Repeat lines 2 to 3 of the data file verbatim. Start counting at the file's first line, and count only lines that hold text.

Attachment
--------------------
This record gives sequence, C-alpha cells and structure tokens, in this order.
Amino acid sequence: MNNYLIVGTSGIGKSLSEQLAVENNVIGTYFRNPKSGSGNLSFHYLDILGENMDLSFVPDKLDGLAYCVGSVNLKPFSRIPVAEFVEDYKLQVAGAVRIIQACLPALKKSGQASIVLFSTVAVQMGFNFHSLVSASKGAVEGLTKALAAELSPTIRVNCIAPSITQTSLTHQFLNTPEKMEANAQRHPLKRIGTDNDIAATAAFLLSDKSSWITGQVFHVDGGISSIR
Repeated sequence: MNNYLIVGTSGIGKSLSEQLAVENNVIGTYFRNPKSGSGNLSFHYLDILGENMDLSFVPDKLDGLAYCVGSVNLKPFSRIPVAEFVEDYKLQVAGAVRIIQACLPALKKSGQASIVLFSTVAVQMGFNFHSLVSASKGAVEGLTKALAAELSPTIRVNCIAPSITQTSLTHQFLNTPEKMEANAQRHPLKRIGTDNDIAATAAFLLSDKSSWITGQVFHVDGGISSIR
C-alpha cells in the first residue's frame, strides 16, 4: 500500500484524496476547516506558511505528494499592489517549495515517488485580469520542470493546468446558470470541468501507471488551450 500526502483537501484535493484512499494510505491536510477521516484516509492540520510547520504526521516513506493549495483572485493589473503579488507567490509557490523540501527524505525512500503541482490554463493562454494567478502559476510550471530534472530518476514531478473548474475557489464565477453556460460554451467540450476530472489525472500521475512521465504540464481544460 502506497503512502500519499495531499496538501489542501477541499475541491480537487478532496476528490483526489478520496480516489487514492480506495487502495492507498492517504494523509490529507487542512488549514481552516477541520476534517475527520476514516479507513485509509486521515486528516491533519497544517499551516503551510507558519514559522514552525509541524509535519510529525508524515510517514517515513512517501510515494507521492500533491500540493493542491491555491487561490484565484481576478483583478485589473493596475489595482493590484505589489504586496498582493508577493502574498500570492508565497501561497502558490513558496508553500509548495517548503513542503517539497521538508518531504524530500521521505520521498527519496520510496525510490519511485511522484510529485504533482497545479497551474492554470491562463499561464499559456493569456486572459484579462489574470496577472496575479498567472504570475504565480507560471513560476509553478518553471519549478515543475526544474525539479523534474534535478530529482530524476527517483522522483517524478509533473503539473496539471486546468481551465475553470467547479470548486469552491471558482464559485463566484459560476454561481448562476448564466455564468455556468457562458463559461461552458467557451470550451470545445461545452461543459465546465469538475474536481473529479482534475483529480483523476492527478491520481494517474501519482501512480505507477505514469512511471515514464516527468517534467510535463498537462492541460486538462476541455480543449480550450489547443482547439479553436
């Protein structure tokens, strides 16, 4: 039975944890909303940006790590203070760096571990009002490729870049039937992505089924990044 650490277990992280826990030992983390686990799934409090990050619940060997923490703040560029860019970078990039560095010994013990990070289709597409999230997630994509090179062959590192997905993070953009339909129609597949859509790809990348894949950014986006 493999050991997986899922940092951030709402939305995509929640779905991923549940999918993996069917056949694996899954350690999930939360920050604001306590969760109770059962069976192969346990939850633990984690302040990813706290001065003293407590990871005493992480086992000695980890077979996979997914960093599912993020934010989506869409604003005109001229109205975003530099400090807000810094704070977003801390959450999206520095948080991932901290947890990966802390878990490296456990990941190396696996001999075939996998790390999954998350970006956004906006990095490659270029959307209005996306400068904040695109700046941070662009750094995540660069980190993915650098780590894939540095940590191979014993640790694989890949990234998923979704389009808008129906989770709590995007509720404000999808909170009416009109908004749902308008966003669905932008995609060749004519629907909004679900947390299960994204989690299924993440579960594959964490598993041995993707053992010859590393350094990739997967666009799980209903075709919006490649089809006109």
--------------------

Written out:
Amino acid sequence: MNNYLIVGTSGIGKSLSEQLAVENNVIGTYFRNPKSGSGNLSFHYLDILGENMDLSFVPDKLDGLAYCVGSVNLKPFSRIPVAEFVEDYKLQVAGAVRIIQACLPALKKSGQASIVLFSTVAVQMGFNFHSLVSASKGAVEGLTKALAAELSPTIRVNCIAPSITQTSLTHQFLNTPEKMEANAQRHPLKRIGTDNDIAATAAFLLSDKSSWITGQVFHVDGGISSIR
Repeated sequence: MNNYLIVGTSGIGKSLSEQLAVENNVIGTYFRNPKSGSGNLSFHYLDILGENMDLSFVPDKLDGLAYCVGSVNLKPFSRIPVAEFVEDYKLQVAGAVRIIQACLPALKKSGQASIVLFSTVAVQMGFNFHSLVSASKGAVEGLTKALAAELSPTIRVNCIAPSITQTSLTHQFLNTPEKMEANAQRHPLKRIGTDNDIAATAAFLLSDKSSWITGQVFHVDGGISSIR